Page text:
These suggestions could help your attitude about aging

Qing Yang and Kevin Parker

“I’m getting old.” We hear this frequently from patients, family members, and even friends our age. “Getting old” has become a catch-all excuse for the physical and mental changes we experience in our lives. When we use aging as an explanation, we tend to minimize otherwise alarming symptoms – an enlarging blemish on the forehead that turns out to be invasive basal-cell carcinoma, an achy hip that turns out to be severe degenerative arthritis, the huffing and puffing when you climb a flight of stairs that turns out to be heart failure, and the use of electrical scooters at the grocery store that turns out to be nerve compression from spinal stenosis. People dismiss these signs as a normal process of aging and miss opportunities for early medical intervention.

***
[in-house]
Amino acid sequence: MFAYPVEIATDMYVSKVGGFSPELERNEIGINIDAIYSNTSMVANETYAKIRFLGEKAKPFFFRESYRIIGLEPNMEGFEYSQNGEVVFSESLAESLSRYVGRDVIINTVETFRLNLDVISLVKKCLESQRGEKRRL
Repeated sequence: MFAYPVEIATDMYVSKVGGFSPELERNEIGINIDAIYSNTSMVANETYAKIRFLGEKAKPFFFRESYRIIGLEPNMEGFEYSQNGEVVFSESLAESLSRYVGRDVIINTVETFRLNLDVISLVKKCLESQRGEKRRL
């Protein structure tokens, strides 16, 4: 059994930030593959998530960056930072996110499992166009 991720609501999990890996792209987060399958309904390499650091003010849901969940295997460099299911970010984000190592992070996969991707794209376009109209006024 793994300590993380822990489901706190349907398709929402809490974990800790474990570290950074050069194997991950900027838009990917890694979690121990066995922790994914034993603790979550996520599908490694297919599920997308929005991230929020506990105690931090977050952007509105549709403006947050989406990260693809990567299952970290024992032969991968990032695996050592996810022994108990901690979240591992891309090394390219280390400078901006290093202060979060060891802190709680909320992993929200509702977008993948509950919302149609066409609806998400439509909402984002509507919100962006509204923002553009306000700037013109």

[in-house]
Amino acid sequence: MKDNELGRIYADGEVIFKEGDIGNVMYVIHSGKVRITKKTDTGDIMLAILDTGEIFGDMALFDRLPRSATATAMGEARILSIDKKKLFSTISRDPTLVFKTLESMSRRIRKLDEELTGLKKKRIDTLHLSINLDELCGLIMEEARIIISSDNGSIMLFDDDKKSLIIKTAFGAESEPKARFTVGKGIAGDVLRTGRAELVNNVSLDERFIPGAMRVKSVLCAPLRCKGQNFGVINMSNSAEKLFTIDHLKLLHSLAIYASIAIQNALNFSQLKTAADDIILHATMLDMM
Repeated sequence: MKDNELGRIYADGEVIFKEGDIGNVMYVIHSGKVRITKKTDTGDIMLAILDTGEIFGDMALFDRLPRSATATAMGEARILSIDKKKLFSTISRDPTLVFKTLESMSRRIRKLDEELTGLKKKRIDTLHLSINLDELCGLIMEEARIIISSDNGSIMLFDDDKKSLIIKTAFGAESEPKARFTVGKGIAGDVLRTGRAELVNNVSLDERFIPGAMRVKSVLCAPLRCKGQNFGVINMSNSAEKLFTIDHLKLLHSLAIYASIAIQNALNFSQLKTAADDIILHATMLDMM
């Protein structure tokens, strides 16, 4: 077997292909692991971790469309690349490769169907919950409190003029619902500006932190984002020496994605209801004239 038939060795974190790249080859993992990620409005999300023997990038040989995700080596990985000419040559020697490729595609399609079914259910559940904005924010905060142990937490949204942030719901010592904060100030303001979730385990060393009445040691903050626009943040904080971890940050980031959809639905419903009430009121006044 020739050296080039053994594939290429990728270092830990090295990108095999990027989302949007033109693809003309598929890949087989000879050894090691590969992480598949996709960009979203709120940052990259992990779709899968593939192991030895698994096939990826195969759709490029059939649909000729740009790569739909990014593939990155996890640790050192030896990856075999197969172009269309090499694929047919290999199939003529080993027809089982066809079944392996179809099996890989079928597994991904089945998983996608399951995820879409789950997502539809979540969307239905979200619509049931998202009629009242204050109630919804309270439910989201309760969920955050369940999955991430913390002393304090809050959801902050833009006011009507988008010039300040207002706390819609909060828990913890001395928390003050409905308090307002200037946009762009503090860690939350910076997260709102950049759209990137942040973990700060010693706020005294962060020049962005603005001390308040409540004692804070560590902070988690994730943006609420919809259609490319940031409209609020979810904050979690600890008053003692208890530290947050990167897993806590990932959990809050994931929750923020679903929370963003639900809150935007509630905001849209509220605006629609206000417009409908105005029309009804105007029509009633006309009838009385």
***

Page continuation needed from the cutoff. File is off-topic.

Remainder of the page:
We also use aging as a reason to accept limitations that may restrict our physical activities, social engagements and intellectual pursuits. Not going outside, gathering with friends, meeting new people, or learning new skills are a few examples. We stay in our shrinking comfort zones. The COVID-19 pandemic has further diminished our ability to interact, and many haven’t picked up where they left off two years ago.

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